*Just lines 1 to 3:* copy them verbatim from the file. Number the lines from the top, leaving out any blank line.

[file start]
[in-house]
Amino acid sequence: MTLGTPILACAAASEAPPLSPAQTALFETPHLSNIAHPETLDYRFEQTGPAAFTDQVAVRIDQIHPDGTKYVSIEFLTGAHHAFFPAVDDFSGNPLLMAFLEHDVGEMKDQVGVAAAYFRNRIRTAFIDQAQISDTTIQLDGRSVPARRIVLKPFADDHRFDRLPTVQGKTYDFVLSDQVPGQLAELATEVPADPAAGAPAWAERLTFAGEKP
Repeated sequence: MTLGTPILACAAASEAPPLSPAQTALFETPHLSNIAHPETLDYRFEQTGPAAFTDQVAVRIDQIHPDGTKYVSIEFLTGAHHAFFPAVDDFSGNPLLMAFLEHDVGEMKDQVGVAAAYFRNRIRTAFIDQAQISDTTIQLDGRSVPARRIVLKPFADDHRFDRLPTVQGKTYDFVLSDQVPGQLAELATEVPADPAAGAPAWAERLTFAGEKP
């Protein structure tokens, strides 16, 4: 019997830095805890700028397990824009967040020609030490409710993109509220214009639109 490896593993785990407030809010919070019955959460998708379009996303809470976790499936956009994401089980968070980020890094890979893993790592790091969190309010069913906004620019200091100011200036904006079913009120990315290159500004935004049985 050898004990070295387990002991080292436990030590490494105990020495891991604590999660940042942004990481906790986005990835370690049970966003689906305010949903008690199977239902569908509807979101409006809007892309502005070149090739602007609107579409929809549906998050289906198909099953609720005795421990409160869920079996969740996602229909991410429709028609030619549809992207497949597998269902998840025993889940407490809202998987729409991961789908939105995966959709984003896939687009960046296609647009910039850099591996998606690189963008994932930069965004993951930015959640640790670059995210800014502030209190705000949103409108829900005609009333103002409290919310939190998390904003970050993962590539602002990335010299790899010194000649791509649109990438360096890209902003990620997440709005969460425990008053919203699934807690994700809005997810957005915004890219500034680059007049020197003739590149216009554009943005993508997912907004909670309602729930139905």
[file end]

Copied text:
[in-house]
Amino acid sequence: MTLGTPILACAAASEAPPLSPAQTALFETPHLSNIAHPETLDYRFEQTGPAAFTDQVAVRIDQIHPDGTKYVSIEFLTGAHHAFFPAVDDFSGNPLLMAFLEHDVGEMKDQVGVAAAYFRNRIRTAFIDQAQISDTTIQLDGRSVPARRIVLKPFADDHRFDRLPTVQGKTYDFVLSDQVPGQLAELATEVPADPAAGAPAWAERLTFAGEKP
Repeated sequence: MTLGTPILACAAASEAPPLSPAQTALFETPHLSNIAHPETLDYRFEQTGPAAFTDQVAVRIDQIHPDGTKYVSIEFLTGAHHAFFPAVDDFSGNPLLMAFLEHDVGEMKDQVGVAAAYFRNRIRTAFIDQAQISDTTIQLDGRSVPARRIVLKPFADDHRFDRLPTVQGKTYDFVLSDQVPGQLAELATEVPADPAAGAPAWAERLTFAGEKP